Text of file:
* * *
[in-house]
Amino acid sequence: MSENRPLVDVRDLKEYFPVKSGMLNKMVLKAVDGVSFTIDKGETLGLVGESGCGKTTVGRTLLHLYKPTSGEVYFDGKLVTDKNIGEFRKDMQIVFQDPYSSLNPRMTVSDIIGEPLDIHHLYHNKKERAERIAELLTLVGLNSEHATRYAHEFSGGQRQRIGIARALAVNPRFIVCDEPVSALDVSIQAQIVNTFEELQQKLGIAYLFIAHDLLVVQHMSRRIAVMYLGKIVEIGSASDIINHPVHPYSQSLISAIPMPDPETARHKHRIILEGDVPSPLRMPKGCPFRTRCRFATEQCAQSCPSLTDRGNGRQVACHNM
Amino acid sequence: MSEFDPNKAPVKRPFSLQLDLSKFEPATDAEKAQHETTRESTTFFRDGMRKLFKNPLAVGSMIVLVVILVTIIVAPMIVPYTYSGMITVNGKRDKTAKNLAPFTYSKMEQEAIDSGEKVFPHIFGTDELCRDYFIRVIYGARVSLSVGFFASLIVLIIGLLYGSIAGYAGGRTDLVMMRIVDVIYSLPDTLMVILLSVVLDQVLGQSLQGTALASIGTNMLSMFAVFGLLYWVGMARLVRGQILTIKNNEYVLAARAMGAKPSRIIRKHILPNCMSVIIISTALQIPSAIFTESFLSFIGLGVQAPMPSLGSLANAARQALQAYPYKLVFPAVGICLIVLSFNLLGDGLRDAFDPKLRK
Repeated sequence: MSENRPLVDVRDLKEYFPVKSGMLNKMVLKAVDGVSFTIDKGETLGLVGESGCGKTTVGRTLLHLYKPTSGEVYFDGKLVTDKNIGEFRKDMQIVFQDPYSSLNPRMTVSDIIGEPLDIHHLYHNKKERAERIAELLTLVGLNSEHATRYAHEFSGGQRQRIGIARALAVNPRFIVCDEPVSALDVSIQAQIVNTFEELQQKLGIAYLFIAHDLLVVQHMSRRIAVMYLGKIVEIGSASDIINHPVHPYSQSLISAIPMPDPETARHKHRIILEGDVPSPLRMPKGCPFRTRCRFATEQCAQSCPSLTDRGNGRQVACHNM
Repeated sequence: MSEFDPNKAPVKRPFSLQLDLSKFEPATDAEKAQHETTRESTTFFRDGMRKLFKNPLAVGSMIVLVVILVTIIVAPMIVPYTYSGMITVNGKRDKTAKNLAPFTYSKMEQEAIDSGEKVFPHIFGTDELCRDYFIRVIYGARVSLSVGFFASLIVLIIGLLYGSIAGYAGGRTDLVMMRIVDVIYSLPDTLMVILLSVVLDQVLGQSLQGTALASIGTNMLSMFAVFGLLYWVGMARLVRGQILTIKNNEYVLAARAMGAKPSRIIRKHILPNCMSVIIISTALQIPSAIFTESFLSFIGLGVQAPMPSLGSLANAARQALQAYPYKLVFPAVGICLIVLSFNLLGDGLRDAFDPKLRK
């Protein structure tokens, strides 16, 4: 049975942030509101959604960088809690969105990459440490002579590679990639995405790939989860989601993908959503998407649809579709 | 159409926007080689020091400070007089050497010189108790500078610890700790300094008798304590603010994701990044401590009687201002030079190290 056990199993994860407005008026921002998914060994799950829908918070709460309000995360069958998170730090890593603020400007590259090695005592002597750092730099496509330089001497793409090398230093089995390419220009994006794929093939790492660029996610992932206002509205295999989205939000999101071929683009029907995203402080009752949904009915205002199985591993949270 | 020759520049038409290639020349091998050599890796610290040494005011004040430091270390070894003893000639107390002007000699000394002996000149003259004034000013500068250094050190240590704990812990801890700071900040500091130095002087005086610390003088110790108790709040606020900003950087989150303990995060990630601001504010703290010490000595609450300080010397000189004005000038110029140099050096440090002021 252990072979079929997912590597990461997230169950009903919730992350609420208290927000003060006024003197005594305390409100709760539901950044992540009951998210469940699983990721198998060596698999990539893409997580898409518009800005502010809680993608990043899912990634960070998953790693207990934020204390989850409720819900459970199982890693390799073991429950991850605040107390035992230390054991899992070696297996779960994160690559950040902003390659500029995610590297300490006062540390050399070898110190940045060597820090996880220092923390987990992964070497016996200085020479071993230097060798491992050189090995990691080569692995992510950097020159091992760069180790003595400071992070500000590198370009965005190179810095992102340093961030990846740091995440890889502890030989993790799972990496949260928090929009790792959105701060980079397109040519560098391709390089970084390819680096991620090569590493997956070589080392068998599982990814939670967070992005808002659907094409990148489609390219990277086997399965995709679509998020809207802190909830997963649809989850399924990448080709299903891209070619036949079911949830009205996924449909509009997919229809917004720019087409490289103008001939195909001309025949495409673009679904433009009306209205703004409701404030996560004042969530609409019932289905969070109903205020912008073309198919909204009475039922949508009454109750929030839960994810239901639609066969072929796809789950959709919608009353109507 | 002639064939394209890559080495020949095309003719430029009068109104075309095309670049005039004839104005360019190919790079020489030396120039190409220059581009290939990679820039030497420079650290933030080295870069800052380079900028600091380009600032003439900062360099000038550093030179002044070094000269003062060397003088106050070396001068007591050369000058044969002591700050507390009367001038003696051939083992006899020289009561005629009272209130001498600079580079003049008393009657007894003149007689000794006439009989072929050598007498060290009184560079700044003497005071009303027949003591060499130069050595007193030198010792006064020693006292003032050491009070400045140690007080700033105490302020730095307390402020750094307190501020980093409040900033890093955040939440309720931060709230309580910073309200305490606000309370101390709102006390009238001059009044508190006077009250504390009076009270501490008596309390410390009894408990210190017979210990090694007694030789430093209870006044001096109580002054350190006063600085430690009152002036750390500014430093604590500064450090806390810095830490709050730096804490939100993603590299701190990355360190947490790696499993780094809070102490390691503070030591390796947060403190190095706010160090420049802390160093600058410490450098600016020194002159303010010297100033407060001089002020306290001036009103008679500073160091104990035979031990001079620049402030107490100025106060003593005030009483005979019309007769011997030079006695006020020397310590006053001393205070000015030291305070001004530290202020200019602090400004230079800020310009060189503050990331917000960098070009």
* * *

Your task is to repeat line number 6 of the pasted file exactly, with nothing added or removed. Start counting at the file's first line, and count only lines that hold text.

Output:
């Protein structure tokens, strides 16, 4: 049975942030509101959604960088809690969105990459440490002579590679990639995405790939989860989601993908959503998407649809579709 | 159409926007080689020091400070007089050497010189108790500078610890700790300094008798304590603010994701990044401590009687201002030079190290 056990199993994860407005008026921002998914060994799950829908918070709460309000995360069958998170730090890593603020400007590259090695005592002597750092730099496509330089001497793409090398230093089995390419220009994006794929093939790492660029996610992932206002509205295999989205939000999101071929683009029907995203402080009752949904009915205002199985591993949270 | 020759520049038409290639020349091998050599890796610290040494005011004040430091270390070894003893000639107390002007000699000394002996000149003259004034000013500068250094050190240590704990812990801890700071900040500091130095002087005086610390003088110790108790709040606020900003950087989150303990995060990630601001504010703290010490000595609450300080010397000189004005000038110029140099050096440090002021 252990072979079929997912590597990461997230169950009903919730992350609420208290927000003060006024003197005594305390409100709760539901950044992540009951998210469940699983990721198998060596698999990539893409997580898409518009800005502010809680993608990043899912990634960070998953790693207990934020204390989850409720819900459970199982890693390799073991429950991850605040107390035992230390054991899992070696297996779960994160690559950040902003390659500029995610590297300490006062540390050399070898110190940045060597820090996880220092923390987990992964070497016996200085020479071993230097060798491992050189090995990691080569692995992510950097020159091992760069180790003595400071992070500000590198370009965005190179810095992102340093961030990846740091995440890889502890030989993790799972990496949260928090929009790792959105701060980079397109040519560098391709390089970084390819680096991620090569590493997956070589080392068998599982990814939670967070992005808002659907094409990148489609390219990277086997399965995709679509998020809207802190909830997963649809989850399924990448080709299903891209070619036949079911949830009205996924449909509009997919229809917004720019087409490289103008001939195909001309025949495409673009679904433009009306209205703004409701404030996560004042969530609409019932289905969070109903205020912008073309198919909204009475039922949508009454109750929030839960994810239901639609066969072929796809789950959709919608009353109507 | 002639064939394209890559080495020949095309003719430029009068109104075309095309670049005039004839104005360019190919790079020489030396120039190409220059581009290939990679820039030497420079650290933030080295870069800052380079900028600091380009600032003439900062360099000038550093030179002044070094000269003062060397003088106050070396001068007591050369000058044969002591700050507390009367001038003696051939083992006899020289009561005629009272209130001498600079580079003049008393009657007894003149007689000794006439009989072929050598007498060290009184560079700044003497005071009303027949003591060499130069050595007193030198010792006064020693006292003032050491009070400045140690007080700033105490302020730095307390402020750094307190501020980093409040900033890093955040939440309720931060709230309580910073309200305490606000309370101390709102006390009238001059009044508190006077009250504390009076009270501490008596309390410390009894408990210190017979210990090694007694030789430093209870006044001096109580002054350190006063600085430690009152002036750390500014430093604590500064450090806390810095830490709050730096804490939100993603590299701190990355360190947490790696499993780094809070102490390691503070030591390796947060403190190095706010160090420049802390160093600058410490450098600016020194002159303010010297100033407060001089002020306290001036009103008679500073160091104990035979031990001079620049402030107490100025106060003593005030009483005979019309007769011997030079006695006020020397310590006053001393205070000015030291305070001004530290202020200019602090400004230079800020310009060189503050990331917000960098070009």